Returning home to Israel after their tribe’s 2,700-year-old exile, hundreds of Indian Jews made Aliyah in 2018.
By: United with Israel Staff
In the largest exodus yet from India, 432 Jews from the country have come home to Israel in 2018.
Called the Bnei Menashe (the sons of Menashe), these Jews are believed to be the descendants of the lost tribe of Menashe, one of the 10 lost tribes of Israel which were exiled from ancient Israel in the 8th century BCE, 2,700 years ago.
“I have been weeping silently for months whenever the thought of leaving my home, my family struck me. Yet, the yearning to return to the Holy Land is too strong,” Nemchin Touthang, a 57-year-old Jew from Manipur’s Churachandpur district, told the Indian Express last week.
She is one of the 228 Jews who left Manipur on Sunday to permanently settle in Israel. The widow left behind four of her six children to unite with the two who had migrated to the Promised Land nearly a decade earlier.
Their immigration is organized by Shavei Israel, a Jerusalem-based nonprofit that describes itself as “the only Jewish organization today that is actively reaching out to ‘lost Jews’ in an effort to facilitate their return [to Israel].”
“I will not be coming back to Manipur, because my religion means much more to me,” Touthang said just before her departure at Imphal Airport.
There are over 9,000 members of the Jewish community still living in India’s northeastern states.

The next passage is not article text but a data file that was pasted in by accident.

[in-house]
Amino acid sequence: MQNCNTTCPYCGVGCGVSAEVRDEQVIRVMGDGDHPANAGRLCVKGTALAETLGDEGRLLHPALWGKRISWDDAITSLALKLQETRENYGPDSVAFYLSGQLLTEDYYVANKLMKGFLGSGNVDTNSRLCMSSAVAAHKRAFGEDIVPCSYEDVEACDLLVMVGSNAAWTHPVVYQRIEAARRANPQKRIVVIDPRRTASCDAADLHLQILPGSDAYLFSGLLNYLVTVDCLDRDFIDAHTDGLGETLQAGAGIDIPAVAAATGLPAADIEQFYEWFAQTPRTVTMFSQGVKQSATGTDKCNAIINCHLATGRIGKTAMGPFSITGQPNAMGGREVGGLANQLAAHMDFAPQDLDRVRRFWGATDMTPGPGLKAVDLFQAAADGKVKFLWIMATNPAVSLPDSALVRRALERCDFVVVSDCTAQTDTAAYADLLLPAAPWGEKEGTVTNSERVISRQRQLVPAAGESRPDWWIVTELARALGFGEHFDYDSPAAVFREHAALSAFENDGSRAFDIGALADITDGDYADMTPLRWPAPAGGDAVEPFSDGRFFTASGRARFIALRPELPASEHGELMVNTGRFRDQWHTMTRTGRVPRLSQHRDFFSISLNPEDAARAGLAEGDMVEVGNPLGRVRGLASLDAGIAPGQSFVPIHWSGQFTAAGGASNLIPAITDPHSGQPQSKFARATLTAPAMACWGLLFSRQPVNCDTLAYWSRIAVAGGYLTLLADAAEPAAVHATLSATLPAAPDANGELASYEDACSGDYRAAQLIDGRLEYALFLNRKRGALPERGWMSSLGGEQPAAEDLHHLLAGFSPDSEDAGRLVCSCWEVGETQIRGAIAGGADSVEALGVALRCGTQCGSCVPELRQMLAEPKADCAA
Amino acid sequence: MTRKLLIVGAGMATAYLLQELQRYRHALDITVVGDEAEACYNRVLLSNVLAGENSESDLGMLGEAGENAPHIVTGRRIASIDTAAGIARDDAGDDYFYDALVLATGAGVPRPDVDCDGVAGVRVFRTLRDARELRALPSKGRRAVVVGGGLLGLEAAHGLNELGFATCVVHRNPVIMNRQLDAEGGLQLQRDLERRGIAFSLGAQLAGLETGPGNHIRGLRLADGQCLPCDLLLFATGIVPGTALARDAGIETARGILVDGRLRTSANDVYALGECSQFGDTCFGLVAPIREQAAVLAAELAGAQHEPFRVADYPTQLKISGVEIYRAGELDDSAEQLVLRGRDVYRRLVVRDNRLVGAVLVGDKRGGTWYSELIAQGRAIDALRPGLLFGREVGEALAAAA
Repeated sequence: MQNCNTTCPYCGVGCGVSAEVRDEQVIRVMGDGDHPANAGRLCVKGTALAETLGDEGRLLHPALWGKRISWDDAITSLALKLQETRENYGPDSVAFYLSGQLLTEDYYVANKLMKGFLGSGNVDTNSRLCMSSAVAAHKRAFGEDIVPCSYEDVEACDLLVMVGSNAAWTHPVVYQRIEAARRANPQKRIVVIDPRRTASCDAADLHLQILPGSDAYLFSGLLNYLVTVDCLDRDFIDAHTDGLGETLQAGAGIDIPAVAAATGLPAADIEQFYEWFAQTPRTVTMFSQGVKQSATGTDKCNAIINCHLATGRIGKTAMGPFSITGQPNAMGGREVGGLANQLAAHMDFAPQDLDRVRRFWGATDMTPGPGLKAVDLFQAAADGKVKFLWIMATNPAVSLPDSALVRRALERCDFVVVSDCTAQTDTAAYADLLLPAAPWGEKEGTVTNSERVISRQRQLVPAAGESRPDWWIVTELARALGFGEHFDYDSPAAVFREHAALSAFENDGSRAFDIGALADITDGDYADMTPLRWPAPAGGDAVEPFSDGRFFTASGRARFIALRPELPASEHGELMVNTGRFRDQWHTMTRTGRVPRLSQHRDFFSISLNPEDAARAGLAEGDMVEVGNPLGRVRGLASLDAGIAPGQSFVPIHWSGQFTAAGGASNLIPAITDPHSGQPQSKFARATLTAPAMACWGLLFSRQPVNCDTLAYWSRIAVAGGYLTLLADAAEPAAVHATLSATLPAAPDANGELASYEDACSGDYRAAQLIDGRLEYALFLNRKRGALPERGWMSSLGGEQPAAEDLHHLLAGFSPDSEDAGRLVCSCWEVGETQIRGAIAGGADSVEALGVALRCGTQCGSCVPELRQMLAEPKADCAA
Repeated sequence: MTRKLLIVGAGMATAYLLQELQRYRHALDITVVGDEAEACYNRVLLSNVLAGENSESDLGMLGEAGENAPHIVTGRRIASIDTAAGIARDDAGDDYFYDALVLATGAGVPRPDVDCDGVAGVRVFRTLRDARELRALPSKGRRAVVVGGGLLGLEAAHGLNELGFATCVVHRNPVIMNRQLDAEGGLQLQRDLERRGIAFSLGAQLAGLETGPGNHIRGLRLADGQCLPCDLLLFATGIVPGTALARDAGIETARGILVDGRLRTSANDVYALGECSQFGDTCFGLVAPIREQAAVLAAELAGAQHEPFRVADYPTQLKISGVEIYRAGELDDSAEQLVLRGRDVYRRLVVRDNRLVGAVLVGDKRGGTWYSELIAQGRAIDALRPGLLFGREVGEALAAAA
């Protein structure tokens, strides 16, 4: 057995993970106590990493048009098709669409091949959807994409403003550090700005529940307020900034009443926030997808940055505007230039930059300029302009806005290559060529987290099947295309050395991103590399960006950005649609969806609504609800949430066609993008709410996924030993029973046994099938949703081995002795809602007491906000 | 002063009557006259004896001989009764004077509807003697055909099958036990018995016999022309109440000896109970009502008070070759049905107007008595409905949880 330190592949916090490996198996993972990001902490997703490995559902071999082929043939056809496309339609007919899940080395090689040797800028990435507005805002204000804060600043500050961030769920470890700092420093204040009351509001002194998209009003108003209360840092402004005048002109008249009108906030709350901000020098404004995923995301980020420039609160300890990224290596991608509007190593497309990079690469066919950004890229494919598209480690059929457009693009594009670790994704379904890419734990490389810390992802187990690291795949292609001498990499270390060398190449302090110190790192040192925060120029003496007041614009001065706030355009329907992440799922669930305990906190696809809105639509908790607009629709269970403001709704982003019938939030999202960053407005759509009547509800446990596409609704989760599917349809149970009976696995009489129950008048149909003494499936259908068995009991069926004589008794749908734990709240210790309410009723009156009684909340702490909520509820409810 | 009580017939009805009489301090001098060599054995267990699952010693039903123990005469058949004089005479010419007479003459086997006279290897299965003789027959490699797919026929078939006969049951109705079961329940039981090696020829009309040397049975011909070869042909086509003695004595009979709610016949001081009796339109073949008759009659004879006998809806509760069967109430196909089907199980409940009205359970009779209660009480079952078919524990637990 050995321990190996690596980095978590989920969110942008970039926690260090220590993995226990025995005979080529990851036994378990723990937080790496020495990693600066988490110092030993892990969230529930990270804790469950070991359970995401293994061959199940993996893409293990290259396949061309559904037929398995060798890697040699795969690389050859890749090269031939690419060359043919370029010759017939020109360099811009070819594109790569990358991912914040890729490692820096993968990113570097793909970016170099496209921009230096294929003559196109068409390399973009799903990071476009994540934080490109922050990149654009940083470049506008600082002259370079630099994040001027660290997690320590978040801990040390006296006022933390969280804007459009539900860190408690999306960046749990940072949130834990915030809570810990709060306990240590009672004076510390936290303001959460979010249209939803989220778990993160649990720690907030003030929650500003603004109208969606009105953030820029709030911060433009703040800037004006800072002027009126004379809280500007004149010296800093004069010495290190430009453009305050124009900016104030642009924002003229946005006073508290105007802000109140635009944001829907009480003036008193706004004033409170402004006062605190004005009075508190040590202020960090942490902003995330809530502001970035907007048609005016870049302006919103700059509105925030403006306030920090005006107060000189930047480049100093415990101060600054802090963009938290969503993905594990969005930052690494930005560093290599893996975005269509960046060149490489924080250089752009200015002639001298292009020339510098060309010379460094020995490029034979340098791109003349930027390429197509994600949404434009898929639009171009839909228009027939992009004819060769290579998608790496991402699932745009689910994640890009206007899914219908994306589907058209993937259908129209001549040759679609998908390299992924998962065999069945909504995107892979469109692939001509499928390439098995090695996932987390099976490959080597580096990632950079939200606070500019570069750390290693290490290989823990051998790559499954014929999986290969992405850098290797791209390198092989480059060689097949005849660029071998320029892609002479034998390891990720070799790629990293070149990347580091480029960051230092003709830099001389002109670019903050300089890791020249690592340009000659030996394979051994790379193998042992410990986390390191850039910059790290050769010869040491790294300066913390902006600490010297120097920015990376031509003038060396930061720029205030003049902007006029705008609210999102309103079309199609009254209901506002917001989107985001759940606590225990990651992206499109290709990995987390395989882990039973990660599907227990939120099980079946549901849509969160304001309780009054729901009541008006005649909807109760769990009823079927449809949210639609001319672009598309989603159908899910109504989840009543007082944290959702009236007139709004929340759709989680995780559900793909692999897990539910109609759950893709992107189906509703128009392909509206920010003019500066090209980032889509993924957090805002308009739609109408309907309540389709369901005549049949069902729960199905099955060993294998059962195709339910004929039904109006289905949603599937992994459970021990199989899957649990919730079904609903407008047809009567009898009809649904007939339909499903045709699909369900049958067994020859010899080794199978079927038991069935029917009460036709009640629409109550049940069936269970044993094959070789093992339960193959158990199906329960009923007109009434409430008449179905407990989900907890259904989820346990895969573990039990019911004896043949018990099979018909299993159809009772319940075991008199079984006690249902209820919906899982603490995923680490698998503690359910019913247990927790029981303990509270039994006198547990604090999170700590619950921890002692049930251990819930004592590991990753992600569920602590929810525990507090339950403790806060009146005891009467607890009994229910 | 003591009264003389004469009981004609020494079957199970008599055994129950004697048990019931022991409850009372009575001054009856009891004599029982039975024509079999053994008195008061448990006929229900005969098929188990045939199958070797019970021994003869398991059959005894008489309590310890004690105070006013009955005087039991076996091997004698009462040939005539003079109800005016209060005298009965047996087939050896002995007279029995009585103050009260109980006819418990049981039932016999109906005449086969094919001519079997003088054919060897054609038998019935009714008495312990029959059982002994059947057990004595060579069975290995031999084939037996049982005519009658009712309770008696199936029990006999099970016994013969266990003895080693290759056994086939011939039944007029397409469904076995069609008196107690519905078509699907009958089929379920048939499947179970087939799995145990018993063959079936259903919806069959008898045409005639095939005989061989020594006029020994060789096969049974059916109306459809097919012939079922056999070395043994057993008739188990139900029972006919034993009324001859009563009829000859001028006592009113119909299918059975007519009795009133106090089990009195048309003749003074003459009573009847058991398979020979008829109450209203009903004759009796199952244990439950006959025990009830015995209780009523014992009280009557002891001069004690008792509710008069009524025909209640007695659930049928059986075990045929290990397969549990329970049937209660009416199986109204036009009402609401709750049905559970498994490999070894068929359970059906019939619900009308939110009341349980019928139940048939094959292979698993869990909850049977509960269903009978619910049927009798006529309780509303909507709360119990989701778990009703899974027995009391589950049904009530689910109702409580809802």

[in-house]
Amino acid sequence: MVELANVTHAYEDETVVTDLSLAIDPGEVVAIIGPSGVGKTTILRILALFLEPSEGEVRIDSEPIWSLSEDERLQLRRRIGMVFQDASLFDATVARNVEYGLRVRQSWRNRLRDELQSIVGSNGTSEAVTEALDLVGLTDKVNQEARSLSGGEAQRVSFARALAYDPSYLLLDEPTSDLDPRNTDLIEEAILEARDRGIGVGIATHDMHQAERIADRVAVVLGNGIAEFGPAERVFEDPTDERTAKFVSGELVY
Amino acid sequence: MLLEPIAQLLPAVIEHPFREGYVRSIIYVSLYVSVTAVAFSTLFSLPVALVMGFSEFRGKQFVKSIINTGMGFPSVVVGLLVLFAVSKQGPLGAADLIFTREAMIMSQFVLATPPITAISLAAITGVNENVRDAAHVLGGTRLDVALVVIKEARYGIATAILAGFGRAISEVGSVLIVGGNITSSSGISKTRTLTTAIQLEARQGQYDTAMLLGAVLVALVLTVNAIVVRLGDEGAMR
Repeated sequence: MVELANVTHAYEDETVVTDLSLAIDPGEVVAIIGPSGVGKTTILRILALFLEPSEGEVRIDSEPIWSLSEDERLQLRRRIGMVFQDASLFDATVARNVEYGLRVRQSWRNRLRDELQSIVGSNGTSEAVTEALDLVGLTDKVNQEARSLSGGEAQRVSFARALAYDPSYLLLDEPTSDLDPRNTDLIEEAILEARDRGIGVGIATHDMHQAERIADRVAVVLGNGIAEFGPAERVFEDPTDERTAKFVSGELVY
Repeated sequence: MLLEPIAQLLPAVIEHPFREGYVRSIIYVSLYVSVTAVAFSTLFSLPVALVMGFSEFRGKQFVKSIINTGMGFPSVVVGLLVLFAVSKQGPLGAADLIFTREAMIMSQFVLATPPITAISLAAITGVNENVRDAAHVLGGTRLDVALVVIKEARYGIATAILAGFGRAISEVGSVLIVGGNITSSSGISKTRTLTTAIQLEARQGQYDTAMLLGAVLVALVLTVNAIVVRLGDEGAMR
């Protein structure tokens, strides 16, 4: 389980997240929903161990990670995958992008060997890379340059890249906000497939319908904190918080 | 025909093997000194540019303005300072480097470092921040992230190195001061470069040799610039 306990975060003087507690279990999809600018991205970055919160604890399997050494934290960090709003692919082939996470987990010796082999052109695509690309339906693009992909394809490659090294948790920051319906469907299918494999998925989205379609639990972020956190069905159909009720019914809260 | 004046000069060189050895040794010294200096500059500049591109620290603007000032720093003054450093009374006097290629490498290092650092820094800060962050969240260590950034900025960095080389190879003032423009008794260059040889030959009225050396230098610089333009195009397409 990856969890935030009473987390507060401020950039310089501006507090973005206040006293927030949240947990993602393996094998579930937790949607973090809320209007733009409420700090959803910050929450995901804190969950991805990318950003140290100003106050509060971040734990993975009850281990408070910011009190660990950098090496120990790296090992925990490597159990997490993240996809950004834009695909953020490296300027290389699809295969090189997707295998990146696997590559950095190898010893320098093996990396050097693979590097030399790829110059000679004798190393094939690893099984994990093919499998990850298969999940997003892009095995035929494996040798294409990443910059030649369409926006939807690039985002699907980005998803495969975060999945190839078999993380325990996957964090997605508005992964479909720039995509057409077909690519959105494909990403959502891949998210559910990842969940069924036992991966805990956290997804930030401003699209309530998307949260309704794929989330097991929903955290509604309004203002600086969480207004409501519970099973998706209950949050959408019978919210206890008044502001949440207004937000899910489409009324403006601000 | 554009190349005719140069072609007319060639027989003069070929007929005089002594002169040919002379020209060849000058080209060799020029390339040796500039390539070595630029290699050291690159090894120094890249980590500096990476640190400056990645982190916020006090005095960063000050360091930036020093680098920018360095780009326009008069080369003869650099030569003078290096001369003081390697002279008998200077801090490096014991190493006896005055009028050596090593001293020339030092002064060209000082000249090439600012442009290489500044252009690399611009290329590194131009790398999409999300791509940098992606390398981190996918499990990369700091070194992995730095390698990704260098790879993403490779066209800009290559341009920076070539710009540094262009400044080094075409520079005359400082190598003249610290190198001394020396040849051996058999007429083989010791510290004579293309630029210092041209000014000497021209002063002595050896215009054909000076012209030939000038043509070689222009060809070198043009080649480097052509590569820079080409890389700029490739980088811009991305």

According to data from Shavei Israel, nearly 3,000 Jews have made Aliyah (immigrated) to Israel, and thousands more are waiting to return.
The first wave came in 2006 with 213 members, followed by a second mass emigration of 233 people in 2007. However, the latest wave is the largest, as 432 have made Aliyah in 2018 – 204 in February, followed by 248 this month.
“More than 2,700 years after their ancestors were exiled from the Land of Israel, the Bnei Menashe are returning home and proving time and again that they have a strong desire to integrate into Israeli society and make a real contribution to the state,” said Michael Freund, founder and chairman of Shavei Israel.
The Bnei Menashe were officially recognized as one of the 10 lost tribes of Israel by the Rabbinic Court of Jerusalem in 2005.
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